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    ABSTRACT: The treatment of older and oldest old patients with COPD poses several problems and should be tailored to specific outcomes, such as physical functioning. Indeed, impaired homeostatic mechanisms, deteriorated physiological systems, and limited functional reserve mainly contribute to this complex scenario. Therefore, we reviewed the main difficulties in managing therapy for these patients and possible remedies. Inhaled long acting beta-agonists (LABA) and anticholinergics (LAMA) are the mainstay of therapy in stable COPD, but it should be considered that pharmacological response and safety profile may vary significantly in older patients with multimorbidity. Their association with inhaled corticosteroids is recommended only for patients with severe or very severe airflow limitation or with frequent exacerbations despite bronchodilator treatment. In hypoxemic patients, long-term oxygen therapy (LTOT) may improve not only general comfort and exercise tolerance, but also cognitive functions and sleep. Non-pharmacological interventions, including education, physical exercise, nutritional support, pulmonary rehabilitation and telemonitoring can importantly contribute to improve outcomes. Older patients with COPD should be systematically evaluated for the presence of risk factors for non-adherence, and the inhaler device should be chosen very carefully. Comorbidities, such as cardiovascular diseases, chronic kidney disease, osteoporosis, obesity, cognitive, visual and auditory impairment, may significantly affect treatment choices and should be scrutinized. Palliative care is of paramount importance in end-stage COPD. Finally, treatment of COPD exacerbations has been also reviewed. Therapeutic decisions should be founded on a careful assessment of cognitive and functional status, comorbidity, polypharmacy, and age-related changes in pharmacokinetics and pharmacodynamics in order to minimize adverse drug events, drug-drug or drug-disease interactions, and non-adherence to treatment.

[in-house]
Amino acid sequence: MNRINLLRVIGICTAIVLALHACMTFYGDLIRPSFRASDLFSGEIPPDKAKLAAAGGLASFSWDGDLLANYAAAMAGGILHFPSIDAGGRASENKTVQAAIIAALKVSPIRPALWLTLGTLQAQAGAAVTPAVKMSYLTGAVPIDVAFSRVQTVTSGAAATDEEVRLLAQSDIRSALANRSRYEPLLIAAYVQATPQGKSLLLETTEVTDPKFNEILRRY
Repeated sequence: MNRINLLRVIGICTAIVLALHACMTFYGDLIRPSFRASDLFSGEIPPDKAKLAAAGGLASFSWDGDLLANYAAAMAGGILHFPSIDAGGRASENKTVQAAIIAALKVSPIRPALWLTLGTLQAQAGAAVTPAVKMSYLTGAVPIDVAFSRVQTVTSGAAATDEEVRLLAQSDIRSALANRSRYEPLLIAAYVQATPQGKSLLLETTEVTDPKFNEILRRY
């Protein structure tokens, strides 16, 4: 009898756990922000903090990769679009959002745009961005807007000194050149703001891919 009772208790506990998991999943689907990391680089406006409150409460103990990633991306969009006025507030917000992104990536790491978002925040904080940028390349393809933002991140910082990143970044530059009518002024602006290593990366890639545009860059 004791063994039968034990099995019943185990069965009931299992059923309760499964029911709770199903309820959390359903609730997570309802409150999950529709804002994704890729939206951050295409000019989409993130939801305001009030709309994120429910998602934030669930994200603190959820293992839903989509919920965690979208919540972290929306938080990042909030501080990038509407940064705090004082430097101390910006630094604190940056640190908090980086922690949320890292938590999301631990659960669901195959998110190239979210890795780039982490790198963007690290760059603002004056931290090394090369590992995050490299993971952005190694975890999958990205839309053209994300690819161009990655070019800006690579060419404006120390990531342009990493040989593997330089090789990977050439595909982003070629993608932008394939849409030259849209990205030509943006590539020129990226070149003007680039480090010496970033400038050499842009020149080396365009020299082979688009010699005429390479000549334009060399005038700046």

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    • "In general, an increase in the number of daily doses of a drug may increase complexity, consistent with previous measures [14] [15] [16] [17] [18]. This is not guaranteed, however, as adding a second dose that is to be taken with another medication already in the regimen would not increase complexity as defined here. "
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    ABSTRACT: As the population in developed countries ages, patients with multiple chronic conditions are becoming more common. These patients are increasingly being managed with multiple concurrent medications and their medication regimens are frequently described as complex. Despite the significant challenges that complexity poses for clinical decision-making, the adherence of patients to their medication regimens and patient health and wellbeing, a robust understanding of this term in the context of medication regimens, is lacking. Here, it is shown that the essential feature of complex medication regimens is the multiplicity of rules that constitute their basic structure, rather than their intrinsic comprehensibility. Medication regimen complexity is a measure of the size of the consolidated medication script, or the shortest possible list of rules, for that medication regimen. A protocol is suggested for the consolidation of a medication regimen and the measurement and reduction of regimen complexity. This involves simplifying dosing instructions, consolidating the rules for taking medications, determining the number of rules in the consolidated medication script and eliminating or modifying rules towards a more parsimonious treatment plan. Following this protocol may reduce the burden on the patient associated with adhering to the treatment regimen and thus promote patient-centred outcomes, such as improved health and quality of life, key components of the general move towards person-centered medicine.